Goh Chin Lian
The Straits Times
28 Sep 2006
(c) 2006 Singapore Press Holdings Limited
WITH her svelte figure and long hair, Ms Jolyn Tay hardly fits the image of a mariner. But for 10 years, the 30-year-old sailed the high seas.
They were good years, says the Singapore Polytechnic diploma holder.
She was paid well from the start, taking home between US$1,500 (S$2,395) and US$1,800 a month.
Rising up the ranks, she became one of Singapore's youngest ship captains at 27, in 2003. Her pay: at least US$3,200 a month.
Shipboard life was comfortable, too. She had her own cabin with attached bathroom.
'If you are a senior officer, you may even get a bath-tub,' she adds.
She was undeterred by harsh weather, where hurricanes could whip up waves five-storeys high, or having to command a giant-sized container vessel or an oil tanker.
Along the way, she also met the man who is now her fiance, a seaman too.
In 2004, she moved to a shore job and is now a marine safety controller with the Maritime and Port Authority of Singapore (MPA).
It is not uncommon for Singaporeans to sail for some years and then switch to jobs on shore.
But given Singapore's ambitions to grow as a global maritime centre, there is a need to attract more Singaporeans to seafaring jobs.
Their experience is needed for leadership positions in the public and private sectors.
The pool of seafarers has shrunk significantly over the years.
About 30 years ago, Singaporeans made up half the officers on ships flying the Singapore flag, the Singapore Maritime Officers' Union says.
Today, only 3 per cent are Singaporeans, it adds. The rest are from India, the Philippines, Indonesia and China.
In the past five years, fewer than 40 seafaring certificates of competency were issued to Singaporeans annually. Last year, just 28 were given out.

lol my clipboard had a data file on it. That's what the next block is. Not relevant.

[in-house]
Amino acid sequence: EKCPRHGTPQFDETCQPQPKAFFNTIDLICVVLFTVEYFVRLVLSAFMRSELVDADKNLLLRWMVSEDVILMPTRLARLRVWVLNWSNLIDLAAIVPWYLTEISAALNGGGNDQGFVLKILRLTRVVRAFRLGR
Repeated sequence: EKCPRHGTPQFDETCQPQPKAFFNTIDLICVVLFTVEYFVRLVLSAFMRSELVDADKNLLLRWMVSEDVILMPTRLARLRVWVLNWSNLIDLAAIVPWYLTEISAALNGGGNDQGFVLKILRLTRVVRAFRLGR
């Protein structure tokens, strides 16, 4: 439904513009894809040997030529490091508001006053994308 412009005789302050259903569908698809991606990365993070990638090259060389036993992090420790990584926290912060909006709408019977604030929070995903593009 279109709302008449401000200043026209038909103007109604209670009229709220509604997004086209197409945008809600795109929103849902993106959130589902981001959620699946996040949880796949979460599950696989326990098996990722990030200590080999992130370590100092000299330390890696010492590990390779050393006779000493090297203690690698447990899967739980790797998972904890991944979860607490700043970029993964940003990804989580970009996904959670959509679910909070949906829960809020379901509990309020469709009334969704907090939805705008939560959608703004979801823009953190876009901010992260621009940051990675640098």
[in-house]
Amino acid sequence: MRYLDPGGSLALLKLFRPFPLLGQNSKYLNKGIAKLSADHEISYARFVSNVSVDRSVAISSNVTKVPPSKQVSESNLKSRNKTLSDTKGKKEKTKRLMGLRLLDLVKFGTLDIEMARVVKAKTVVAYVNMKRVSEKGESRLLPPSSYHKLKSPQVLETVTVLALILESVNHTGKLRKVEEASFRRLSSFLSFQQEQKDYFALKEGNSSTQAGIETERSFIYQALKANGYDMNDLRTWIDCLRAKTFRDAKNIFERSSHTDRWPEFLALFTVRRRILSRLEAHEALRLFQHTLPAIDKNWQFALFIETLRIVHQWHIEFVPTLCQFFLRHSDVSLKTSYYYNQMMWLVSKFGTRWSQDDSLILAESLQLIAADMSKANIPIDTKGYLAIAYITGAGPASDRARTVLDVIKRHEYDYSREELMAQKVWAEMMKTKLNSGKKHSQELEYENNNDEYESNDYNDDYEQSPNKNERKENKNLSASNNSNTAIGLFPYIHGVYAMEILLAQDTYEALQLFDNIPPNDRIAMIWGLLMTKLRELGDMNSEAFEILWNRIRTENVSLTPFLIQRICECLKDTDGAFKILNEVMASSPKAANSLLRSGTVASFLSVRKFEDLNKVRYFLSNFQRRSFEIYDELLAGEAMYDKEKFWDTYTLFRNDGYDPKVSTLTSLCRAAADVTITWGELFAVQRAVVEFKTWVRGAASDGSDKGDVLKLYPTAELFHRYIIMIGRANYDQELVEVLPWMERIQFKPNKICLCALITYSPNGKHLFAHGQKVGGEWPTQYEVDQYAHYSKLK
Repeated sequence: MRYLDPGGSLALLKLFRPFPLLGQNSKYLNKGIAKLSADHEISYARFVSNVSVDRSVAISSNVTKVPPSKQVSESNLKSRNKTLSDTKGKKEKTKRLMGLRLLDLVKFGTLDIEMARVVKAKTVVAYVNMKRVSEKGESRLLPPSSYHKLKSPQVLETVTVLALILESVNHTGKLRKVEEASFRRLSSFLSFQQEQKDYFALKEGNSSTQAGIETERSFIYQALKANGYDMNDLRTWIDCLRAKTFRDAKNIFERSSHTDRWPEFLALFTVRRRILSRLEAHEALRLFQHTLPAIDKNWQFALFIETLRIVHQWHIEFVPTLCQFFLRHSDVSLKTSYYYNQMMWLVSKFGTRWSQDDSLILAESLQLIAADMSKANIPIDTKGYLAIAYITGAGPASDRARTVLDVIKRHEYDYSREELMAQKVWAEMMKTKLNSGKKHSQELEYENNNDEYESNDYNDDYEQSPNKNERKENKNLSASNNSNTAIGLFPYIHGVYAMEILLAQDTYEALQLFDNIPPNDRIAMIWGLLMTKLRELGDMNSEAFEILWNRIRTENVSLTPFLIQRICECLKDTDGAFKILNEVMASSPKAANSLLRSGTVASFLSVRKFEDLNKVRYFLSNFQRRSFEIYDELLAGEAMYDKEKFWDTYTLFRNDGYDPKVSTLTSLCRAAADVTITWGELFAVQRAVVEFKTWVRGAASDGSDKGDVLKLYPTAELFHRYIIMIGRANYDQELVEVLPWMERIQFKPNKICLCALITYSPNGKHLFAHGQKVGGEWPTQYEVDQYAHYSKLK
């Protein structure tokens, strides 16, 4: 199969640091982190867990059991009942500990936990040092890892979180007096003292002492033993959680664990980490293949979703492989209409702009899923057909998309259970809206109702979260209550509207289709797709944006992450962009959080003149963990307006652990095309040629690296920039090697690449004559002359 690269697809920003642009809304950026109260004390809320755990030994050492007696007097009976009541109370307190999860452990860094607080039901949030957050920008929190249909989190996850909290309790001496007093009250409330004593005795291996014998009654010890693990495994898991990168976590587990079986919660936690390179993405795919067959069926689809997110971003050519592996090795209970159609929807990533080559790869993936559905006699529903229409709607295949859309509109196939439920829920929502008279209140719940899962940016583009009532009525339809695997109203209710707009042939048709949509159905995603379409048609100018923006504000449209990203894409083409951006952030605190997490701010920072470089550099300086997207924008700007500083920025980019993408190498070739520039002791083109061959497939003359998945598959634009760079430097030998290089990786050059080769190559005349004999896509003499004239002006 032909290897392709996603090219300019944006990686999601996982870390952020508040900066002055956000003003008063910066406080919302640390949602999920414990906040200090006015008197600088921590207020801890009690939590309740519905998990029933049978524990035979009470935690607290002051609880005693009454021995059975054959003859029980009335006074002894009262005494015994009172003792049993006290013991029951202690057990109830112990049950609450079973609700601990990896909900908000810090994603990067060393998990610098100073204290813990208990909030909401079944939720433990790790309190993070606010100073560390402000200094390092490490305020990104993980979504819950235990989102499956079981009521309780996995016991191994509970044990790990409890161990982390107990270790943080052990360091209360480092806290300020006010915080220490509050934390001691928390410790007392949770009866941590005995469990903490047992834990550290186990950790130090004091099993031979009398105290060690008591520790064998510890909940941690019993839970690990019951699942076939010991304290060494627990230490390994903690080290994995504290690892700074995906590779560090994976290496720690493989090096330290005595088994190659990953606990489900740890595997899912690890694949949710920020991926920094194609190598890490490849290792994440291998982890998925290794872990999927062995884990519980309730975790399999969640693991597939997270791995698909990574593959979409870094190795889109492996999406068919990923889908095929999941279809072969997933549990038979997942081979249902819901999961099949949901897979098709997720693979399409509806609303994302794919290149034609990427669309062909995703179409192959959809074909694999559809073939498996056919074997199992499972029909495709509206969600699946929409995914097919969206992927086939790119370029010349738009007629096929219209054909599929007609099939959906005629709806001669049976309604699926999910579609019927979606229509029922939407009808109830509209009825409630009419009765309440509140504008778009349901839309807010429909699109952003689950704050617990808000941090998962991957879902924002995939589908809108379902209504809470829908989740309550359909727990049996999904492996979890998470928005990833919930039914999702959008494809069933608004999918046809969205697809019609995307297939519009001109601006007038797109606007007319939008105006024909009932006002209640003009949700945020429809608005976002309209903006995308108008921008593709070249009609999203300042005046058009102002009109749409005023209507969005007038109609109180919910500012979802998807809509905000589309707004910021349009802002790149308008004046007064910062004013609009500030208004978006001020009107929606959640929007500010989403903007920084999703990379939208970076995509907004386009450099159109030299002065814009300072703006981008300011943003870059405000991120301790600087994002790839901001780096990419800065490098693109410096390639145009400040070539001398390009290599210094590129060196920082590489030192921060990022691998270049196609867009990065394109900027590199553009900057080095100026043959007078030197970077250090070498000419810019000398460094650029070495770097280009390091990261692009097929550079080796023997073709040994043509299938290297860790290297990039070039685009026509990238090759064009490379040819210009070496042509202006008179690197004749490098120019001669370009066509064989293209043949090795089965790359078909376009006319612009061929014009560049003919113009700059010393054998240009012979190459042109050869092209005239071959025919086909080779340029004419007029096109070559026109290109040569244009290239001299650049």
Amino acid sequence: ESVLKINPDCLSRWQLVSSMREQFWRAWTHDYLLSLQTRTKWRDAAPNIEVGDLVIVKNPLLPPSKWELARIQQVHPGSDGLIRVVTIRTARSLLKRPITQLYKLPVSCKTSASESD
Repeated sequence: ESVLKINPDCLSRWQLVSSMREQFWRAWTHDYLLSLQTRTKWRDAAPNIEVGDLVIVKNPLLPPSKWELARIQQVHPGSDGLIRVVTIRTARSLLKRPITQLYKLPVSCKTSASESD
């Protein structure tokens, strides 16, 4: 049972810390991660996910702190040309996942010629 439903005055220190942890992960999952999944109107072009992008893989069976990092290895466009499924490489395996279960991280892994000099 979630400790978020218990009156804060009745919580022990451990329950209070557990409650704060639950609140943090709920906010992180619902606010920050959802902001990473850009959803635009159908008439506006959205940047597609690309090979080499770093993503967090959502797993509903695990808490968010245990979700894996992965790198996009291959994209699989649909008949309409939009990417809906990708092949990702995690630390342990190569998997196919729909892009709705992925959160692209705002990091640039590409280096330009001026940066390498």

Further, six in 10 of the 582 certificates issued went to those aged 40 and older.
To overcome the shortage, the union plans to go to other countries to offer training to maritime college cadets who will agree to work on Singapore-registered ships upon graduation.
The Baltic and International Maritime Council and the International Shipping Federation estimated a global shortage of 10,000 officers last year. By 2015, the shortage is expected to swell to 27,000 officers.
Minister of State (Transport) Lim Hwee Hua believes the profession is misunderstood here.
She tells The Straits Times via e-mail: 'There is a misconception that a seafaring career is unglamorous, low skilled, dangerous and lacking in prospects for advancement, whereas in reality, ships these days are comfortable, safe and high-tech.
'Seafaring experience will be highly sought after for many shore-based services.'
Former ship captain Ms Tay agrees on the last point - she landed her MPA job even before she quit sailing.
But convincing Singaporeans to take a job at sea is an uphill task, say current and former seafarers.
Where once youngsters became sailors to see the world, affluence has removed that attraction as Singaporeans start travelling young.
'Even students are going overseas for exchange programmes,' pointed out Singapore Maritime Academy director Roland Tan.
Other obstacles: pay and competition from many 'more glamorous' career options in areas such as corporate finance, investment banking and biotechnology.